Medi-Scare: Now Ryan Budget Has Republicans Fear-Mongering Too
The GOP is head-spinningly hypocritical on the issue they’ve hung on Democrats for years. By John Avlon.
Republicans have long complained about Democrats playing the Medi-Scare card—trying to scare senior citizens about the affects of entitlement reform.
The most vivid example of this ugly political ploy might have been the 2011 ad showing “Paul Ryan” literally pushing Grandma off a cliff.
Well, now the real Paul Ryan is on the Republican ticket and the Medi-Scare attacks are flowing—but surprisingly, from both sides.
For Republicans, it is a particularly hypocritical contortion. Regardless of accuracy or honesty, the GOP Medi-Scare talking points have been torrential since Ryan was picked.
Here’s RNC Chairman Reince Priebus—a fellow Wisconsinite—on Meet the Press last Sunday. “He stole $700 billion from Medicare to fund Obamacare. If any person in this entire debate has blood on their hands in regard to Medicare, it’s Barack Obama.”
Here’s Newt Gingrich playing the Medi-Scare card on Fox News: “When you start with an Obama plan which took $700 billion out of Medicare in order to put it into Obamacare, I think you’re going to have a pretty hard time being credible in trying to scare people about Paul Ryan.”
Even the GOP presidential candidate Mitt Romney has gotten into the game, wielding an old-fashioned whiteboard at an outdoor press conference on Thursday and declaring that President Obama would cut $716 billion from Medicare while his numeral-free plan would leave the program alone—presenting himself as an unexpected defender of the status quo.
Let’s be honest: Republicans are playing the Medi-Scare card hard in an attempt to preempt Democratic attacks on the Ryan budget. They’re trying to confuse contrasts between the two plans, because they know the policy specifics could alienate voters, particularly senior citizens in the must-win swing state of Florida.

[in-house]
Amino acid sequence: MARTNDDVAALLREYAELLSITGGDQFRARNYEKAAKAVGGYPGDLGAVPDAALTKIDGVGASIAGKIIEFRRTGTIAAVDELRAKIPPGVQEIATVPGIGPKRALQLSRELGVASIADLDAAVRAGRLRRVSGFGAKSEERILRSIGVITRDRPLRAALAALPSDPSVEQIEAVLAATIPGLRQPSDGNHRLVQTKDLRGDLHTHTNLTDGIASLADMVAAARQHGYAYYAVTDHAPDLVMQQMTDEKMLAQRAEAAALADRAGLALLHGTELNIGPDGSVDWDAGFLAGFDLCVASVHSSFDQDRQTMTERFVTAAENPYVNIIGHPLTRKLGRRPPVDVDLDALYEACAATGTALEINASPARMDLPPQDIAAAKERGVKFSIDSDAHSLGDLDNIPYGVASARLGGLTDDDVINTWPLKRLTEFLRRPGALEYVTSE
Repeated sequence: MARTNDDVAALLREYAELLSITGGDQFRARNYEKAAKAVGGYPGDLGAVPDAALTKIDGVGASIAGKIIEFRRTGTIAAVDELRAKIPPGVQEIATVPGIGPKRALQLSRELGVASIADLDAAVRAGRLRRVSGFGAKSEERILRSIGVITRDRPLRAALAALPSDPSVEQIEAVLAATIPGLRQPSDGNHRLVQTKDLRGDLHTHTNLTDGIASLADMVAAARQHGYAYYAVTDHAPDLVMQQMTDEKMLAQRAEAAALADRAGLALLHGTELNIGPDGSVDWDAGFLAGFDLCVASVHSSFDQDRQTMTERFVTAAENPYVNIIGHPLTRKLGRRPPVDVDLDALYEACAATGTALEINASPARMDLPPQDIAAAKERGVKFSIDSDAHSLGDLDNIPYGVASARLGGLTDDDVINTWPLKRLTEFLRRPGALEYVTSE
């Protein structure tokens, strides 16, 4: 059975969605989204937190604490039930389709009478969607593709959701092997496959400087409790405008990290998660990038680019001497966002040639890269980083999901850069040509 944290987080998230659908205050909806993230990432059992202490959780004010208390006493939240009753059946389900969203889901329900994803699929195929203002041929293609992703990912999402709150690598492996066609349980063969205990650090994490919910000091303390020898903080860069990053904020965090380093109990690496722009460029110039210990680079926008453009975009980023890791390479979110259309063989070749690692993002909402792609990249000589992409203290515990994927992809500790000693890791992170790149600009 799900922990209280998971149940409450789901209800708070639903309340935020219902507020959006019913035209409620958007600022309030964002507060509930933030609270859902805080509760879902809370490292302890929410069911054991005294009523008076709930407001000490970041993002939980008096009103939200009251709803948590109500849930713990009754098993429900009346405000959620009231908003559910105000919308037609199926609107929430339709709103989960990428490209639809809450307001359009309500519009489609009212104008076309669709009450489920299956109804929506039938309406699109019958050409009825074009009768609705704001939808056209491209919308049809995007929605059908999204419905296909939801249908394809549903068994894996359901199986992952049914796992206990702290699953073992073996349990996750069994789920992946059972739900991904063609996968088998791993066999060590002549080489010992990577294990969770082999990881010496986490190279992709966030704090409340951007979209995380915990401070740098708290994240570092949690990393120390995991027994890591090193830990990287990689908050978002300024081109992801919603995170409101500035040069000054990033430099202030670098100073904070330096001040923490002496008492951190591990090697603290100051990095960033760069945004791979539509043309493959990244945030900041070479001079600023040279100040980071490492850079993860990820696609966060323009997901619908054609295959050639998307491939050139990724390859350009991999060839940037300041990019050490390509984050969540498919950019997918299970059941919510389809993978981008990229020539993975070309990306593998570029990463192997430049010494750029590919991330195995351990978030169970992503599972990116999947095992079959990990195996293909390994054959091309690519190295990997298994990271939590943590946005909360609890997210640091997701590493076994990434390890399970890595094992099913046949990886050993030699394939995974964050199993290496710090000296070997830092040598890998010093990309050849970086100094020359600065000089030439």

Here’s what’s head-spinningly hypocritical—the Ryan Medicare plan would actually keep the same $716 billion in savings the Obama plan would put in place. That’s right, the very same savings.
And its inaccurate to call them “cuts” unless you buy into the most discredited labor union–style analysis—because they are actually reductions in future spending that would come in the form of reduced fees to service providers, not reduced payments to beneficiaries. The CBO cleared up any questions on this front if you like reading Congressional-ese (PDF). If you prefer Main Street prose, here’s USA Today fact-checking the various plans.
The upshot is that this may be the first time Republicans have opposed a plan that would reduce taxpayer costs by targeting waste, fraud, and abuse. But because those measures have been proposed by President Obama, they immediately become some sort of theft. Of course, if the Romney-Ryan ticket were to be elected, the same cuts would be in place—and more fundamental changes to Medicare would be made. So what the hell are we talking about?
I pressed Romney surrogate and Republican Congressman Jason Chaffetz about his team’s tactics on CNN’s OutFront Monday night. He dutifully tried to avoid answering the question directly because there is no honest answer.
And so despite the opportunity to defend the Ryan plan directly, Team Romney has defaulted to their old standby strategy of “attack and distract”—demonizing President Obama regardless of facts and without proposing new solutions, out of fear that those plans might be polarizing themselves.
The real outrage is that we should be using this overlap as an opportunity to talk about the actual need to reform Medicare to keep the program solvent. The real differences between the plans are different visions of reform that reflect very different philosophies of government.
Broadly speaking, the Obama plan would use increased insurance coverage to try to lower costs. The Ryan-Romney plan would offer future seniors the opportunity to choose private vouchers—a word that might poll badly but fairly describes the option—to reduce costs through market forces. (And incidentally, I like the Wyden-Ryan health-care legislation a lot more than the original Ryan budget itself, because I’m a pro-choice kind of guy, and the Obama camp doesn’t seem to have an answer about how this bipartisan plan is “radical.”)
Instead of having an honest debate about the differences between these two paths to Medicare reform, the two parties are busy trying to scare the hell out of people or confuse them to simply distract from the substantive difference. They are trying to demagogue the problem instead of dealing with it. And for Republicans—who supposedly favor entitlement reform to deal with the generational theft of deficit and debt—playing the Medi-Scare card is the height of hypocrisy.